for pork, J8J0 for lard and $8.15 for ribs.
Cash, grain Wheat No. 2, red, 86 1-8
to 89 1-2; No. 2, hard. 87 1-8 to 91; No. 1,
northern, 94 to 99; No. 2, 92 to 96; No. 2,
spring, 90 to 94; velvet chaff. 85 to 92;
durum, 85 to 89. Corn No. 2, 54 1-2 to
65; No. 2, white. 54 1-2 to 55 1-4: No. 2,
yellow, 54 3-4 to 56 1-4. Oats No. 2, 36
1-2 to S7 1-2: No. 2, white, 88 3-4 to 33;
standard, 38 1-2 to 38 3-4.
By Associated Press. '
New Tork, June 12. Strength end
activity characterized the opening of the
stock market to-day. Almost all of the J
active issues scored good fractional gains.
United States Pteel was in good demand
and opened 3-4c above Saturday's close.
Great Northern pfd, Erie first pfd, and
WestJ t;t house Electric gained 3-4c: Le
higb Volley 5-8, and St. Paul and South
ern Railway l-2c.
Some new high prices for the move
ment were made btfore profit taking
took off the edge of the business. Read
ing. Lehigh Valley and Kansas City
Southern advanced 1 to 1 1-4. Trading
became dull when the list began to sell
After displaying pronounced strength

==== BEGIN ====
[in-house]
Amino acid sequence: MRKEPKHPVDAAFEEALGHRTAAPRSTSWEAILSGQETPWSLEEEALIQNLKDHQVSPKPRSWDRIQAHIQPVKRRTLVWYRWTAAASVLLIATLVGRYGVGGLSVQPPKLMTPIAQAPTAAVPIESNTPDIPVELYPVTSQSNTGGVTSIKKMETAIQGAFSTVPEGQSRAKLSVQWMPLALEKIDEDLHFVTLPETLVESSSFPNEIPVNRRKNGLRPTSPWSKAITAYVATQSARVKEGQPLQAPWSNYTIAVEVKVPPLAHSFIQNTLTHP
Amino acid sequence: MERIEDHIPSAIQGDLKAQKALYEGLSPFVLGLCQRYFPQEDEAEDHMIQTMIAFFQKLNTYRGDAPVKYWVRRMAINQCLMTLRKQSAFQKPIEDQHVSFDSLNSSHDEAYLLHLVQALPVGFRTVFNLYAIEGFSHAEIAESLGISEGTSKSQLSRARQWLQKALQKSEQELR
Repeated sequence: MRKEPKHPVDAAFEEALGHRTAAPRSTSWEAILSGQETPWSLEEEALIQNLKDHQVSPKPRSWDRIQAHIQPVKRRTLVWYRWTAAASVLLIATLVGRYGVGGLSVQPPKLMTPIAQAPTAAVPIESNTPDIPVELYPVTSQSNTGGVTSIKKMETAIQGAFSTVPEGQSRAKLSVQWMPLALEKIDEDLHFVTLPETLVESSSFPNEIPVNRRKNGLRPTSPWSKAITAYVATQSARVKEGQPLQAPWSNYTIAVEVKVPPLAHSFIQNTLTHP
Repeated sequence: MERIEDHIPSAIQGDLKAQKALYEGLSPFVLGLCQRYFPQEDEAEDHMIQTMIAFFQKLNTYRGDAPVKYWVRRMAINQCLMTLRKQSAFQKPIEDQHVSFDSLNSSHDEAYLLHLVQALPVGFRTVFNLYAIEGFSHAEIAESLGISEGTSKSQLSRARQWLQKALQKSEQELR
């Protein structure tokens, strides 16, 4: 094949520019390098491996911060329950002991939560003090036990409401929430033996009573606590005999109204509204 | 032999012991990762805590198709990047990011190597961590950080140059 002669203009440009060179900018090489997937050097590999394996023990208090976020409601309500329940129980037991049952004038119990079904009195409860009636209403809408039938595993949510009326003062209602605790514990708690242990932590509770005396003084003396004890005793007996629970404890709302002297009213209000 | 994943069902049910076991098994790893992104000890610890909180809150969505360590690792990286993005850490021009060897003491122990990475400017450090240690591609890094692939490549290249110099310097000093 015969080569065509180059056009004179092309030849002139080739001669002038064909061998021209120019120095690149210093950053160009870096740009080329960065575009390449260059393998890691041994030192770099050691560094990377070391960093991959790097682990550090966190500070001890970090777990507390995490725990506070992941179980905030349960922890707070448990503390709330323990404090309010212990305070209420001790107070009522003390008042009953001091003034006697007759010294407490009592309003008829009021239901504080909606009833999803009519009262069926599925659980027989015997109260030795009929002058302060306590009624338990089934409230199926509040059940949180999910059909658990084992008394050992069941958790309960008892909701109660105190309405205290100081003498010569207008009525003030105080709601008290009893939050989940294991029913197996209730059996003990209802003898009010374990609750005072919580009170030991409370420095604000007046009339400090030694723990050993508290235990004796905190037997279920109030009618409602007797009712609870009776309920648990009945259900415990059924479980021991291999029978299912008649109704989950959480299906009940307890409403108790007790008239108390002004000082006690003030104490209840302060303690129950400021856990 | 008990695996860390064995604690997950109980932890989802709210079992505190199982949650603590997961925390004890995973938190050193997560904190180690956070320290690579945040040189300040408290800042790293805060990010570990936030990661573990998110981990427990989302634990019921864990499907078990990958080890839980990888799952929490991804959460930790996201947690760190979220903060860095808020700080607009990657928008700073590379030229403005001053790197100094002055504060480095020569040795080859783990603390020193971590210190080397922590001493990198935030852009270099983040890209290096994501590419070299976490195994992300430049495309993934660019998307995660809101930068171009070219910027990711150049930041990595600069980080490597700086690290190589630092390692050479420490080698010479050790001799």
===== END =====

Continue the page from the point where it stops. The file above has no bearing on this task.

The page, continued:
during the eerly part of the day the
market weakened and the gains which
had been made by virtually ail of the
active list were lost. Bears .sold freely
and niteJ St.ites Steel gave way under
the attack. The remainder of the list
followad, the depression blng especially
pronounced in the case of a number of
southern stocks which were affected by j
reports of continued dry weather in thej
cotton belt. Declines from the best price
of the morning reached a point in many
Instances. Uncerraintipfl as to dividend!
payments resulted in further weakness in
Denver and Rio Grande lssnes. Union
Pacific sold a point under Saturday's
close, St. Louis and Southwestern 1 1-2,
Missouri Pacific 1 5-8, and Denver and
Rio Grande common and preferred, and
Third Avenue 1 8-4.
Bonds were irregular.
Bear selling was suspended for a time
and the market hardened slightly. The
forenoon decline was attributed in large
part to organized bear attacks.
Stocks did not' derive much encourage
ment from the sharp decline in wheat,
and the railroad shares ruled close to
their earlier low point. Denver and Rio
Grande pfd was down 3 1-4. Copper
stocks were strpng on the rise in the
prioe of the metal. Utah Copper gained
1 and Tennessee Copper 13-8.
Has God a Plan
For Every Life?
(Continued from Page Two.)
while we go, and not rebel against
the hand that makes us, Xecd not
despair of life but make the best of
On a bleak; bald hill with a dull world
The dreary world of the common
I have stood when the world seemed
Of dotard time. In an aimless race.
With worry about me, and want before
Yet deep in my soul was a saptur